CanLit is short for Canadian literature. Geist is a Vancouver literary magazine. Over the years, it's featured some excellent writing challenges. The idea of this particular contest (the Can't Lit Without It CanLit Short Story Contest) was to grab a randomly generated Canadian premise from the canlitgenerator.com and create a piece of fiction no longer than five hundred words.
Anyway, they received around two hundred entries, and though my story didn't win it did manage to get itself shortlisted, for which I'm proud.
So here was my premise: "A family and their dog struggle with what it means to be Canadian. To each other, they say nothing."
The world is filled with things. Lodgepole bark, cribbage boards, a softening of the eyes.
But the world in this moment is filled with two things: red and white, blood and snow.
Five beings in a cabin trapped by a blizzard don’t tend to open themselves to the lone canine, and I must accept that.
“If someone doesn't shut that fucking mutt up, I swear I’ll carry it outside and turn it into a dogsicle.”
“Leonard, that dog isn’t an it. She’s a genuine hero. She once saved an entire SAR team somewhere west of Tumbler Ridge. Long story, but trust me.”
Did one of them just speak up for me? I’m impressed. If I end up going rogue, perhaps I’ll spare her, let her be the one to lead us back to the bright lights and the furry microphones. We all love a survivor tale.
Grandpa decided it was time. “I ate many a critter I was once partial to.”
No one knew what to say to that. Grandpa claimed to be Métis. Most thought of him as a wily grey fox who’d seen better years.
Marie-Louise said, “What say we turn on the TV?”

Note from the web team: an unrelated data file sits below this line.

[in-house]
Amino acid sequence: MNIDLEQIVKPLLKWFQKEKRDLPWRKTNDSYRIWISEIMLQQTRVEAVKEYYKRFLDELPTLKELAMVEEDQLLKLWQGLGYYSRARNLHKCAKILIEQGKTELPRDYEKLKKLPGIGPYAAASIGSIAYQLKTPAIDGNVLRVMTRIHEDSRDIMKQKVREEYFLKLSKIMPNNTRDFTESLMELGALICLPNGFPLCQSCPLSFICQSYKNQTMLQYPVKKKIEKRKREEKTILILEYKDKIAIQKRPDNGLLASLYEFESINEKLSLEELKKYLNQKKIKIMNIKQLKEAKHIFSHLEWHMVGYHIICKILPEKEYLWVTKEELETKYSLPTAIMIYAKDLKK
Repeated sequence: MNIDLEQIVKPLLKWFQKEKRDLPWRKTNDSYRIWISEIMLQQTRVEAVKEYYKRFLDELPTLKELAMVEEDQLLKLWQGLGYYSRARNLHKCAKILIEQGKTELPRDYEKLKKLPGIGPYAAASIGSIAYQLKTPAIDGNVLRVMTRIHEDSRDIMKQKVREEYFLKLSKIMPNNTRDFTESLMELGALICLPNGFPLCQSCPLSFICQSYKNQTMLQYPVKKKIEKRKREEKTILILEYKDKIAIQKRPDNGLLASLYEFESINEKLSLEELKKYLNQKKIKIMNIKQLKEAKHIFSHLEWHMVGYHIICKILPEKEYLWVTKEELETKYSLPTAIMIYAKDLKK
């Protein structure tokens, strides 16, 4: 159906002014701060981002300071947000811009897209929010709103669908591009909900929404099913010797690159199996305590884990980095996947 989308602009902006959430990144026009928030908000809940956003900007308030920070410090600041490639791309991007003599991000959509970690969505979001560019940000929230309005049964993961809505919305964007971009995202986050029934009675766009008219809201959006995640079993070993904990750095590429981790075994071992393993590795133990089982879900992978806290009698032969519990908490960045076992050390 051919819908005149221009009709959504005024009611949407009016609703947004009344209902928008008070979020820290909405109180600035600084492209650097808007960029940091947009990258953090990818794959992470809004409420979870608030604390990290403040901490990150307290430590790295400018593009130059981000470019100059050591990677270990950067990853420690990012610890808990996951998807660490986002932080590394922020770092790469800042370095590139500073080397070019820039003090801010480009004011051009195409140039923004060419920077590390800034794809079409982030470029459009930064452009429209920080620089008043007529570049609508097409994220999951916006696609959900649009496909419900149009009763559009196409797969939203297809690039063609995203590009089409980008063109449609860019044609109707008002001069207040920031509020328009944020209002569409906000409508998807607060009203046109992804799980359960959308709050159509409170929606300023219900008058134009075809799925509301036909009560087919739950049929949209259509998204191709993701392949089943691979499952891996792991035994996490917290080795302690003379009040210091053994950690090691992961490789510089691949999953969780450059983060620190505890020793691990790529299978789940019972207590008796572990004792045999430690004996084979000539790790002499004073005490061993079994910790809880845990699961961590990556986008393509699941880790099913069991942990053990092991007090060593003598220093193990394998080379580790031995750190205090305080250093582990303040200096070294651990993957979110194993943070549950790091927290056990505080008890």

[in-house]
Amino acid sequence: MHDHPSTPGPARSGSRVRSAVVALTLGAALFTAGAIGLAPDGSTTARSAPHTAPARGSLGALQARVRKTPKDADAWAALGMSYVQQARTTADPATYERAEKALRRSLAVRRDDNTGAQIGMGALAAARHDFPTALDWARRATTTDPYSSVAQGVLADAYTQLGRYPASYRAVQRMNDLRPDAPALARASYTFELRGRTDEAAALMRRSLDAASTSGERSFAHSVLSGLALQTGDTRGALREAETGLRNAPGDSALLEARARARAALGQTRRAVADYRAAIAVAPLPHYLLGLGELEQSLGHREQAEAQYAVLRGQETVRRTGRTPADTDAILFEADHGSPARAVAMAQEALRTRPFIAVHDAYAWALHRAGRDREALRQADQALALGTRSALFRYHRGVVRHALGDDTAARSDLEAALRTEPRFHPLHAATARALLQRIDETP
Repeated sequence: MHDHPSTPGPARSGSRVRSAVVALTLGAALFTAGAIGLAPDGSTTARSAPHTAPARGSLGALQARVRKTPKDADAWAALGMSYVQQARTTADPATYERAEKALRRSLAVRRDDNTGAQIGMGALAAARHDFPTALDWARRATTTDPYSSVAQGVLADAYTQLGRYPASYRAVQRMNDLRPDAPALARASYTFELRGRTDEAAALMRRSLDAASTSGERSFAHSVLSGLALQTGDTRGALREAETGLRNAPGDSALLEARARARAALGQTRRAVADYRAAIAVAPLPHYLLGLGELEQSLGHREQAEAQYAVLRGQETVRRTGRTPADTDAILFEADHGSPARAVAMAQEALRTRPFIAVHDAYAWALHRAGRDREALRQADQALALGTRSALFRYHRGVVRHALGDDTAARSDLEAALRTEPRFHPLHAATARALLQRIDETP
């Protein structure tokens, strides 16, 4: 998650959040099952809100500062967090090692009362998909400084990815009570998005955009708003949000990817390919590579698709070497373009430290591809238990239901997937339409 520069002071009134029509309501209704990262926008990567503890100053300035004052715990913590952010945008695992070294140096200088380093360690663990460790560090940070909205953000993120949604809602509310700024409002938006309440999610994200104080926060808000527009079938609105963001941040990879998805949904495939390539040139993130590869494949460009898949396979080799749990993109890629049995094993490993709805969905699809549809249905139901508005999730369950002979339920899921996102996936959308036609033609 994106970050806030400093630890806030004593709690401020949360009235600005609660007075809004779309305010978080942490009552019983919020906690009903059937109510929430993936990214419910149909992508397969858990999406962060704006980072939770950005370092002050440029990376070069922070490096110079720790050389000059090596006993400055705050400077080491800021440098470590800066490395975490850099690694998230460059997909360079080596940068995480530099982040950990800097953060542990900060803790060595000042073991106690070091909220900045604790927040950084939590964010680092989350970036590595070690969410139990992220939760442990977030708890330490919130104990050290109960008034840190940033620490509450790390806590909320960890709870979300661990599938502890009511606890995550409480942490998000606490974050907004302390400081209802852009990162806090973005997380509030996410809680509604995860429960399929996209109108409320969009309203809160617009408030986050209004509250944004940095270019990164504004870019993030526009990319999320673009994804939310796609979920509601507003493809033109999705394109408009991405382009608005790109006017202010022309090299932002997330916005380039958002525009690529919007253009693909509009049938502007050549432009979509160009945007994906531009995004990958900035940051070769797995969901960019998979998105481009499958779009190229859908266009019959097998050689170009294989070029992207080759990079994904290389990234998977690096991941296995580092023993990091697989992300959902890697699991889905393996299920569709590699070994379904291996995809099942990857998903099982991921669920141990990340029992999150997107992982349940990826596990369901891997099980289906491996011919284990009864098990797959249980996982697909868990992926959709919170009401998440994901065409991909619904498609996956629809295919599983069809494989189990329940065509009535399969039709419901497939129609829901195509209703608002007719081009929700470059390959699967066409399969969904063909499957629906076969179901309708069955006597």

Snow punctuated the windows in grainy tattoos.
“Before we return to Peter Mansbridge, we would like to express our condolences to all Canadians who have erred in some way, to those who left it late in October to buy a snow shovel after they disappeared from the shelves, who belatedly learned about block heaters that first winter after moving to the Prairies, who assumed milk in a bag was a prank, dismissed Bubbles as a retarded kitty-loving Rush stan and nothing more, barely registered Sidney’s goal in Vancouver in 2010, looked blank at the mention of Christine Sinclair or Hayley Wickenheiser, remained unmoved by the quietly revelatory stories of Alice Munro, or unimpressed by Tekahionwake’s gentle retellings of Coast Salish stories, or perplexed by phrases like bunny hug or gonch launch. Please try to be better at this Canadian thing, okay?”
For fuck’s sake. To you folks, Drake is a male duck.
I yelled and rapped (yapped) into the night, Leonard be damned. And no one stopped me.
“I’d never have guessed, given the steady increase in light from the east.”
“You’re a good girl, Lorena. Sarcastic and filled with love for the finest things. Let us smudge.”
“You mean ash on the forehead or burning a sage stick in an abalone shell?”
“Does it matter?”
It might. Crossing the border for a gallon of milk and a block of American cheese the size of a shoebox, alongside a tankful of cheap gasoline, you remember those days? Red and white doesn’t only refer to wine.
“Me, I don’t ever forget.”
“Yeah. Right. That old Trudeau, though? One mean, contrary sonofabitch.”
It’s morning. I need to pee. All I see now is red and I itch. Okay. Let me out of here. Please.